Eating a modest amount of nuts appears to lower the risk for teens of developing conditions that raise the chances of heart disease later in life, new research suggests.
By "modest," investigators mean eating at least three small handfuls of nuts a week. In the study, nut-eating teens had less than half the risk for developing metabolic syndrome as those who did not eat nuts.
Metabolic syndrome is a cluster of symptoms that heighten the risk of early heart disease and type 2 diabetes.
The bad news is that roughly 75 percent of U.S. teens eat no nuts, the study authors said.
"The surprising finding is that, in spite of what we know about their health benefits, the majority of teens eat no nuts at all on a typical day," said lead investigator Dr. Roy Kim, an assistant professor of pediatrics at the University of Texas Southwestern Medical Center and Children's Health in Dallas.
"Metabolic syndrome is a major public health problem. [But] our findings at this stage show only a correlation and do not prove that the risk of metabolic disease in teens will go down by eating nuts," Kim said. "However, the results suggest the possibility that a simple dietary recommendation could have a significant impact on the metabolic health of adolescents."
Kim and his colleagues presented their findings Friday at the Endocrine Society's annual meeting in San Diego. Research presented at meetings should be viewed as preliminary until published in a peer-reviewed medical journal.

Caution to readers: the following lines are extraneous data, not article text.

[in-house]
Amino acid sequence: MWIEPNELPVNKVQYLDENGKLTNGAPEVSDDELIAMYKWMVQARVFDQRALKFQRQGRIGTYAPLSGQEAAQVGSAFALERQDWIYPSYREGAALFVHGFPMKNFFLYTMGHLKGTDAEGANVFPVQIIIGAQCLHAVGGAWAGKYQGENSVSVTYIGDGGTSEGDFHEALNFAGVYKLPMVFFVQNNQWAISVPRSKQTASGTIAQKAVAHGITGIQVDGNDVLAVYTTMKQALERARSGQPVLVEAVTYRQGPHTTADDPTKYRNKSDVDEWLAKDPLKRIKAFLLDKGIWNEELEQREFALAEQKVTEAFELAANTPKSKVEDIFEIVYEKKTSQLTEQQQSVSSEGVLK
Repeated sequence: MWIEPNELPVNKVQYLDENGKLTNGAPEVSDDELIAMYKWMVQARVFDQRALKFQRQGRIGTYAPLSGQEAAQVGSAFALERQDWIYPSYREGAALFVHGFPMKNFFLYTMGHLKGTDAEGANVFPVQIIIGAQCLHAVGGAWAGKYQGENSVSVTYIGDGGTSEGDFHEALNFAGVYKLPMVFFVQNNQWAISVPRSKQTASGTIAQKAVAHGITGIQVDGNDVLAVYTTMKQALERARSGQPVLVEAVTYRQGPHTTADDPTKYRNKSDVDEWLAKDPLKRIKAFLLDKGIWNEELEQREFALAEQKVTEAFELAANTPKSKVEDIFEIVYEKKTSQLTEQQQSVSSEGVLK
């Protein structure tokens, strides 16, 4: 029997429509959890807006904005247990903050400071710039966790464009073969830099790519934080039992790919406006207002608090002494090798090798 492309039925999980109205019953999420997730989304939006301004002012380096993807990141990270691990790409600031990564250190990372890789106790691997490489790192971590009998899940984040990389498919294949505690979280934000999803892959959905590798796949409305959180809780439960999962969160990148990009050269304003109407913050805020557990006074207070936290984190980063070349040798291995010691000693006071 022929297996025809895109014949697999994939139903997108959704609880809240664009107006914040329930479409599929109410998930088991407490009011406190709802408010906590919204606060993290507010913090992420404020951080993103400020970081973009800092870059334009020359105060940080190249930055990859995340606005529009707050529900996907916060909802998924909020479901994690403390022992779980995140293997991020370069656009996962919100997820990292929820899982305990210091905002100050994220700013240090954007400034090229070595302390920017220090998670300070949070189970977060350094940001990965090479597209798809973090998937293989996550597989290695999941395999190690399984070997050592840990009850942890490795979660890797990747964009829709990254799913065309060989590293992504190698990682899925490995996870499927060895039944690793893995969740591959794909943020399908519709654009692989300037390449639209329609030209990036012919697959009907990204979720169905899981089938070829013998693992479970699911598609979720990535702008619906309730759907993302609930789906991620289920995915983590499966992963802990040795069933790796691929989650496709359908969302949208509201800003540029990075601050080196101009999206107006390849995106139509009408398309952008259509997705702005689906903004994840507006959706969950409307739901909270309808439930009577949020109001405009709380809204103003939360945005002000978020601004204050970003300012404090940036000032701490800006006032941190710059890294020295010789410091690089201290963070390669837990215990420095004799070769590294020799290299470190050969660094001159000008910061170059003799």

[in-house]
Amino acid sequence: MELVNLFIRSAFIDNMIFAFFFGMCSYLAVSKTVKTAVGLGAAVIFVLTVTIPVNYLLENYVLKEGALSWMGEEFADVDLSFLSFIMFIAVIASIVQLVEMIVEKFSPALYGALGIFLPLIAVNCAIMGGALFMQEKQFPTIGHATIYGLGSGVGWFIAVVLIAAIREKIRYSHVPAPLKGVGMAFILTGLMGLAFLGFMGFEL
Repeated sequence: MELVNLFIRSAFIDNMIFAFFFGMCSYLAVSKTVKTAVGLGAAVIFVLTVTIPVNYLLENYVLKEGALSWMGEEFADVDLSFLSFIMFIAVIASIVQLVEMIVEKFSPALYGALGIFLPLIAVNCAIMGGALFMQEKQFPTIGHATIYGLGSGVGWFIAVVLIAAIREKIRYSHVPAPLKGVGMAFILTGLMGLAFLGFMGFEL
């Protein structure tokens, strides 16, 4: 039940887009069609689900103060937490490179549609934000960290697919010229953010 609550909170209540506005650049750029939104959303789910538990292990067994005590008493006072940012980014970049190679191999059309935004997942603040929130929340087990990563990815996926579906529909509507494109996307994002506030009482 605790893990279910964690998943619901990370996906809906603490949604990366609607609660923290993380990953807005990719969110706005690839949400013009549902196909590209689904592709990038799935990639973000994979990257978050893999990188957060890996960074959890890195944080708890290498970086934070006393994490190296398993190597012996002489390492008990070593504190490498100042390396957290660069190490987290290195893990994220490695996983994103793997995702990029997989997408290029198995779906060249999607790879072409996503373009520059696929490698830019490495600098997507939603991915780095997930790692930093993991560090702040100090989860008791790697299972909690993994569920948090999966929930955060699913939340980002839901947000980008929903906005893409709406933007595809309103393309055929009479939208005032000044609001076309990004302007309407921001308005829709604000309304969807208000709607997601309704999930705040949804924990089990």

About one in nine teens has metabolic syndrome, prior research has shown. The diagnosis is made when a child over age 10 is found to have at least three telltale conditions: obesity in the abdominal region, high triglycerides, low "good" cholesterol (HDL), high blood pressure or high blood sugar.
The new study findings stem from an analysis involving more than 2,000 teens who participated in the National Health and Nutrition Examination Survey between 2003 and 2010.
The research team found that every additional gram of nuts consumed per day led to a drop in metabolic syndrome risk, though the benefit topped out at 50 grams per day (equal to almost 2 ounces).
The benefit may be traced back to the unsaturated fat and fiber typically found in nuts.
That said, less than 9 percent of teens were found to consume the minimum amount of nuts needed to see a benefit.
The finding comes on the heels of a U.S. National Cancer Institute study released earlier this week that eating nuts, including peanuts and peanut butter, is linked to a lower risk of death from heart disease.